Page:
"The system went from caring and supporting you as you died, to keeping you alive, to helping you thrive," she said. "That's amazing, but there are also those feelings of how many people are gone and lost their lives."
Even with advances in testing and care, the United States has about 40,000 new cases of HIV every year and rates of HIV infection and AIDS diagnoses are on the rise due to the opioid epidemic, according to Dr. Gold.
She said HIV and AIDS are best thought of as multiple epidemics affecting multiple communities, each in need of sustained, tailored intervention.
"Of course, when you fight homelessness, you're fighting HIV. And when you fight racism, you're fighting HIV. When you fight poverty, you're fighting HIV," she said. "So the underlying social determinants that set up HIV to land and do its thing, similar to COVID-19, are still operating. As long as that is, we’ll continue to see a lot of the same things."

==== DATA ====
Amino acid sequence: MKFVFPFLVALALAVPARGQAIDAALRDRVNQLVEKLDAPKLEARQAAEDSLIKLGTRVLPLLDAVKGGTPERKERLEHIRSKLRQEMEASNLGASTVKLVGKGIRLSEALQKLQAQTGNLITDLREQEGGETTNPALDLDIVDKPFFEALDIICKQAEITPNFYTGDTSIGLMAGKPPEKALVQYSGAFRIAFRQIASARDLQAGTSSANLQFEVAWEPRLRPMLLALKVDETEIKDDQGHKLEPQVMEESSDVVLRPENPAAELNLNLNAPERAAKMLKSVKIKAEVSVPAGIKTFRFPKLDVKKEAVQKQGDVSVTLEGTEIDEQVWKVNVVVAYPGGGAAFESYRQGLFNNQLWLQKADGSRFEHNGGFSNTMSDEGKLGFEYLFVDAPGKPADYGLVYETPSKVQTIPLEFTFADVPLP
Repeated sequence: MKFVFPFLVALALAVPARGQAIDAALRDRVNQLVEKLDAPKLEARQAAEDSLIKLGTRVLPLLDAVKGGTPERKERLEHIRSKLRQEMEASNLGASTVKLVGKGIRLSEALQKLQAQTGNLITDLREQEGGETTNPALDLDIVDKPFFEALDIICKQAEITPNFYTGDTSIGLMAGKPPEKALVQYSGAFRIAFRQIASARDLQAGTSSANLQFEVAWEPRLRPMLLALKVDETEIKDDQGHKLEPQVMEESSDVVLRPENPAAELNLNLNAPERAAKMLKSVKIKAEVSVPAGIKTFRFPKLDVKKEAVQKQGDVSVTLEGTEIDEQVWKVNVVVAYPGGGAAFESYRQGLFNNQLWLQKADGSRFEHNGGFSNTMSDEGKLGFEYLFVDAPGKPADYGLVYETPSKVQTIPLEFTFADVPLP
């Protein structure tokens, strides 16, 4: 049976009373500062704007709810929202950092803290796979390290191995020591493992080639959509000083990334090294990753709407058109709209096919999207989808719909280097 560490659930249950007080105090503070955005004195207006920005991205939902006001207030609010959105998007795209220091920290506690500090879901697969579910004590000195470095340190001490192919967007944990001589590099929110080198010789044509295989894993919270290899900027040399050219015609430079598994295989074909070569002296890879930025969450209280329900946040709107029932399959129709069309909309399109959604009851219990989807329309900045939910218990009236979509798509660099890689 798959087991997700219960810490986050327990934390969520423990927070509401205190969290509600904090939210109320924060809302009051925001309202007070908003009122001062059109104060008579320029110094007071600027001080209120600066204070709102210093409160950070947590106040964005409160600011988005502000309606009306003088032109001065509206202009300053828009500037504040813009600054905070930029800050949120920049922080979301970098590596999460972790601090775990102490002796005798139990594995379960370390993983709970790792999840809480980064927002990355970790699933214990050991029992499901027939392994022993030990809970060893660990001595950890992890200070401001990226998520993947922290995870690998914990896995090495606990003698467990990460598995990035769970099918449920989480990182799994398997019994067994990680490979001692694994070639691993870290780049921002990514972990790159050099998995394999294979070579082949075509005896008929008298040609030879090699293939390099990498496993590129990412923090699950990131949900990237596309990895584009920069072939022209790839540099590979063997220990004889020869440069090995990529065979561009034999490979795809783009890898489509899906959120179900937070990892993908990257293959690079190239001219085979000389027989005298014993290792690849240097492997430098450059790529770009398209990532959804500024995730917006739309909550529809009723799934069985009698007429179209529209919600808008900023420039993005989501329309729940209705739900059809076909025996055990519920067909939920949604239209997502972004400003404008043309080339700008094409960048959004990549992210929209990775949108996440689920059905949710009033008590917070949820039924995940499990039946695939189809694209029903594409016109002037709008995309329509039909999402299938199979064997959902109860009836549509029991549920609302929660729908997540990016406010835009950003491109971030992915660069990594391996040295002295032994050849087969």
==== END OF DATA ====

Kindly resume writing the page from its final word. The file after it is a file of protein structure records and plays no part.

A major need remains to help people get tested for HIV and start a regular course of treatment. Individuals in need of HIV testing, counseling or follow-up care are encouraged to contact the Partnership online.
The information on these pages is provided for general information only and should not be used for diagnosis or treatment, or as a substitute for consultation with a physician or health care professional. If you have specific questions or concerns about your health, you should consult your health care professional.
The images being used are for illustrative purposes only; any person depicted is a model.